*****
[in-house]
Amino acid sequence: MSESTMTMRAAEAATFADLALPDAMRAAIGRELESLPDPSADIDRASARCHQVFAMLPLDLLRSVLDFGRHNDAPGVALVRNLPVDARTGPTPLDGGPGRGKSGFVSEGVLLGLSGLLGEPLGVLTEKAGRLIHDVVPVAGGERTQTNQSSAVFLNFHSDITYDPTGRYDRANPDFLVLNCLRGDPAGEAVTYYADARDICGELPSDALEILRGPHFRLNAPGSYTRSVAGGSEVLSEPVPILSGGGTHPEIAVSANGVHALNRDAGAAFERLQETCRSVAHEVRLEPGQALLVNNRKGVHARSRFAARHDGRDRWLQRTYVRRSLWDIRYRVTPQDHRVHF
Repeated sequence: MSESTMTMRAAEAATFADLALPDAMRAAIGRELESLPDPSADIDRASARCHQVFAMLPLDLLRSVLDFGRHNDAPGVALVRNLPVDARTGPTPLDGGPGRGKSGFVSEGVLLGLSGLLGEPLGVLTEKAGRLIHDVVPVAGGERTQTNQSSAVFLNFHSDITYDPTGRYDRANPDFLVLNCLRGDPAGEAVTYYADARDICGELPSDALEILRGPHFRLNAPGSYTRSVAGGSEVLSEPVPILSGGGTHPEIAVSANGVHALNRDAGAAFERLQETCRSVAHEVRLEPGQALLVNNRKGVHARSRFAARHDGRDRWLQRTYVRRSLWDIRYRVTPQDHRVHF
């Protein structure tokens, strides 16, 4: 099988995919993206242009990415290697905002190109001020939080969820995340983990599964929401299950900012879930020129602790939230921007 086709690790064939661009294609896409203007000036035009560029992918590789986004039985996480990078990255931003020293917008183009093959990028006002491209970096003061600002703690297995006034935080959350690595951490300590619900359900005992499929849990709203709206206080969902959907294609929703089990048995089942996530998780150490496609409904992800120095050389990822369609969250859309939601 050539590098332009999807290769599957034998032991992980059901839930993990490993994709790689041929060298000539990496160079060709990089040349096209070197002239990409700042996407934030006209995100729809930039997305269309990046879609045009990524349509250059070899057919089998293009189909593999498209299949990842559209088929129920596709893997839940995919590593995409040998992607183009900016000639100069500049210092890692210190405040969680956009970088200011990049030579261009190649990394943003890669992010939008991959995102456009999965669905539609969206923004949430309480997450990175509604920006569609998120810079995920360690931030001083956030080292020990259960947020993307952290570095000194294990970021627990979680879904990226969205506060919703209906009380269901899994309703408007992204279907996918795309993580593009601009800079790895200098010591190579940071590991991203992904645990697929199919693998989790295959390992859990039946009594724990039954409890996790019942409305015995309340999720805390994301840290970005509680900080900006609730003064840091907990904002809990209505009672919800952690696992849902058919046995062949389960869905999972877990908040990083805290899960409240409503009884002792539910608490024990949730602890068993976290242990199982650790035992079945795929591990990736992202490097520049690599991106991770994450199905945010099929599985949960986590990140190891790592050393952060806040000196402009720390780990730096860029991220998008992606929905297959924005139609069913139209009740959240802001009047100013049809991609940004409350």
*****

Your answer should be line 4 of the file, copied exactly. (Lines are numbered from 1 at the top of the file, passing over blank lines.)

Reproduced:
């Protein structure tokens, strides 16, 4: 099988995919993206242009990415290697905002190109001020939080969820995340983990599964929401299950900012879930020129602790939230921007 086709690790064939661009294609896409203007000036035009560029992918590789986004039985996480990078990255931003020293917008183009093959990028006002491209970096003061600002703690297995006034935080959350690595951490300590619900359900005992499929849990709203709206206080969902959907294609929703089990048995089942996530998780150490496609409904992800120095050389990822369609969250859309939601 050539590098332009999807290769599957034998032991992980059901839930993990490993994709790689041929060298000539990496160079060709990089040349096209070197002239990409700042996407934030006209995100729809930039997305269309990046879609045009990524349509250059070899057919089998293009189909593999498209299949990842559209088929129920596709893997839940995919590593995409040998992607183009900016000639100069500049210092890692210190405040969680956009970088200011990049030579261009190649990394943003890669992010939008991959995102456009999965669905539609969206923004949430309480997450990175509604920006569609998120810079995920360690931030001083956030080292020990259960947020993307952290570095000194294990970021627990979680879904990226969205506060919703209906009380269901899994309703408007992204279907996918795309993580593009601009800079790895200098010591190579940071590991991203992904645990697929199919693998989790295959390992859990039946009594724990039954409890996790019942409305015995309340999720805390994301840290970005509680900080900006609730003064840091907990904002809990209505009672919800952690696992849902058919046995062949389960869905999972877990908040990083805290899960409240409503009884002792539910608490024990949730602890068993976290242990199982650790035992079945795929591990990736992202490097520049690599991106991770994450199905945010099929599985949960986590990140190891790592050393952060806040000196402009720390780990730096860029991220998008992606929905297959924005139609069913139209009740959240802001009047100013049809991609940004409350």